Poem From “The Iron Heel” by Jack London

“Joy upon joy and gain upon gain
Are the destined rights of my birth,
And I shout the praise of my endless days
To the echoing edge of the earth.
Though I suffer all deaths that a man can die
To the uttermost end of time,
I have deep-drained this, my cup of bliss,
In every age and clime—

“The froth of Pride, the tang of Power,
The sweet of Womanhood!
I drain the lees upon my knees,
For oh, the draught is good;
I drink to Life, I drink to Death,
And smack my lips with song,
For when I die, another ‘I’ shall pass the cup along.

“The man you drove from Eden’s grove
Was I, my Lord, was I,
And I shall be there when the earth and the air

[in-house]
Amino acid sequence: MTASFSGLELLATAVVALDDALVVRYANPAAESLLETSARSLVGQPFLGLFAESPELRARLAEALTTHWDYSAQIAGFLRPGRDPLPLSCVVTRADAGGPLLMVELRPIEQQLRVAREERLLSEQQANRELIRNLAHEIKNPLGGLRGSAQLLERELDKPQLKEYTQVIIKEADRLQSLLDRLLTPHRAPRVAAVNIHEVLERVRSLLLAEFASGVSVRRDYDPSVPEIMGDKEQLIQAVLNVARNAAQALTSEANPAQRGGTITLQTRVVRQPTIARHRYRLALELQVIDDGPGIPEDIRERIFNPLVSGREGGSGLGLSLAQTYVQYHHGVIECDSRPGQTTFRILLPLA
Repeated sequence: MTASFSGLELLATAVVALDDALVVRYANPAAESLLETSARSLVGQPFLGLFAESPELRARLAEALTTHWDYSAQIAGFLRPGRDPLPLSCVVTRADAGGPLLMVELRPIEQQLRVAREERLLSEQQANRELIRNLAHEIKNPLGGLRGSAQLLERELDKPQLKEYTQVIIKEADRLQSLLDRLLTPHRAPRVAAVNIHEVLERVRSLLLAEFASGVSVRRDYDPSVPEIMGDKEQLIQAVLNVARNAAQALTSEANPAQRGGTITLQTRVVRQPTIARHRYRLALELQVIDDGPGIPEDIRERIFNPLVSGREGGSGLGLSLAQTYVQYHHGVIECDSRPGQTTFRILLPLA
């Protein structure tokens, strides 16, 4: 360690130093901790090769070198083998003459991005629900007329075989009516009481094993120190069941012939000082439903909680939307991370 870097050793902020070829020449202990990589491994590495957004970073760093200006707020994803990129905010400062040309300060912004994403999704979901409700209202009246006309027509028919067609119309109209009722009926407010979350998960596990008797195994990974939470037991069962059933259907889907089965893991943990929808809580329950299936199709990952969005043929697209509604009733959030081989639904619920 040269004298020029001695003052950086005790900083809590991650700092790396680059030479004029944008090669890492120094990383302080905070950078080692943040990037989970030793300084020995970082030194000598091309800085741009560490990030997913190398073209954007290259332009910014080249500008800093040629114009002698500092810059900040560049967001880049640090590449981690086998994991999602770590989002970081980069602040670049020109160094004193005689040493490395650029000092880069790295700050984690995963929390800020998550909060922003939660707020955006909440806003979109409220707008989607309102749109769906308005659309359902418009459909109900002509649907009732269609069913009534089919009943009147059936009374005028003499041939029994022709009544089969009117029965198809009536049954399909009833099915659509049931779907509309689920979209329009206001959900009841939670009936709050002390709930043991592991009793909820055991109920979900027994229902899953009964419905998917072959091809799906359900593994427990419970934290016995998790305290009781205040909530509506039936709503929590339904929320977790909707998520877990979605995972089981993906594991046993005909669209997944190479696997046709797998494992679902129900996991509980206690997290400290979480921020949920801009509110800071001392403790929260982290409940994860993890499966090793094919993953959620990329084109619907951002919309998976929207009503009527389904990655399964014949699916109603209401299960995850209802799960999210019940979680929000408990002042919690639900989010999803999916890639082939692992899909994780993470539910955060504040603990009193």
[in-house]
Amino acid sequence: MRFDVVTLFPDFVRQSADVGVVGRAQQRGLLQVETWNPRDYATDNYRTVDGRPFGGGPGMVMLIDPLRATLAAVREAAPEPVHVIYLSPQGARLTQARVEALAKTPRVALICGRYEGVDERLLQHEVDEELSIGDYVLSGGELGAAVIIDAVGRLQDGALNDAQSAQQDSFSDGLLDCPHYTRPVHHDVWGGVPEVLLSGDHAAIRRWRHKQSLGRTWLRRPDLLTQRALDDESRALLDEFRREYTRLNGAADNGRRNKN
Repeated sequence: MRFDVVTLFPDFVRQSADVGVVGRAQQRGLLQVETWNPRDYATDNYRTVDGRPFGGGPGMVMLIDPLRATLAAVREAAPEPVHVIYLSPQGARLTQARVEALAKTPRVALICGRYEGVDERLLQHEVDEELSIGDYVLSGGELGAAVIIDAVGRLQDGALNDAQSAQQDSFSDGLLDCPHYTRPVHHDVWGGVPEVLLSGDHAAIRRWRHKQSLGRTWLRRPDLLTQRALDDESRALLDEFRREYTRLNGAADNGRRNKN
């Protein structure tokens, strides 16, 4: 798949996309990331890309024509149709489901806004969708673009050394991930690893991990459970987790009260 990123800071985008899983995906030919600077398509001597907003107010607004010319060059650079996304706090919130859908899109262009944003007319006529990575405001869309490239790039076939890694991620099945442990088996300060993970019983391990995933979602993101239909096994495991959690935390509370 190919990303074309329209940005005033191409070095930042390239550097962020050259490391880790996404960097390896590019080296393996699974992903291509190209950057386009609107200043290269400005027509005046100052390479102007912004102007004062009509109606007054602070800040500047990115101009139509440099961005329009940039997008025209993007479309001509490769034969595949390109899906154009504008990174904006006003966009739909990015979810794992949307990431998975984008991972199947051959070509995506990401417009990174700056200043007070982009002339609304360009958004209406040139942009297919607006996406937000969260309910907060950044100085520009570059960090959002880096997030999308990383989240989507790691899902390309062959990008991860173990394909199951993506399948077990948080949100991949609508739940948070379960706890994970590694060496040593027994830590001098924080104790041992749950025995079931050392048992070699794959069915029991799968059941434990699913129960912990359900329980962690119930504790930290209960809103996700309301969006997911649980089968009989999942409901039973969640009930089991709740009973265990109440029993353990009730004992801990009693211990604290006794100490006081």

Are rent from sea to sky;
For it is my world, my gorgeous world,
The world of my dearest woes,
From the first faint cry of the newborn
To the rack of the woman’s throes.

“Packed with the pulse of an unborn race,
Torn with a world’s desire,
The surging flood of my wild young blood
Would quench the judgment fire.
I am Man, Man, Man, from the tingling flesh
To the dust of my earthly goal,
From the nestling gloom of the pregnant womb
To the sheen of my naked soul.
Bone of my bone and flesh of my flesh
The whole world leaps to my will,
And the unslaked thirst of an Eden cursed
Shall harrow the earth for its fill.
Almighty God, when I drain life’s glass
Of all its rainbow gleams,
The hapless plight of eternal night
Shall be none too long for my dreams.

“The man you drove from Eden’s grove
Was I, my Lord, was I,
And I shall be there when the earth and the air
Are rent from sea to sky;
For it is my world, my gorgeous world,
The world of my dear delight,
From the brightest gleam of the Arctic stream
To the dusk of my own love-night.”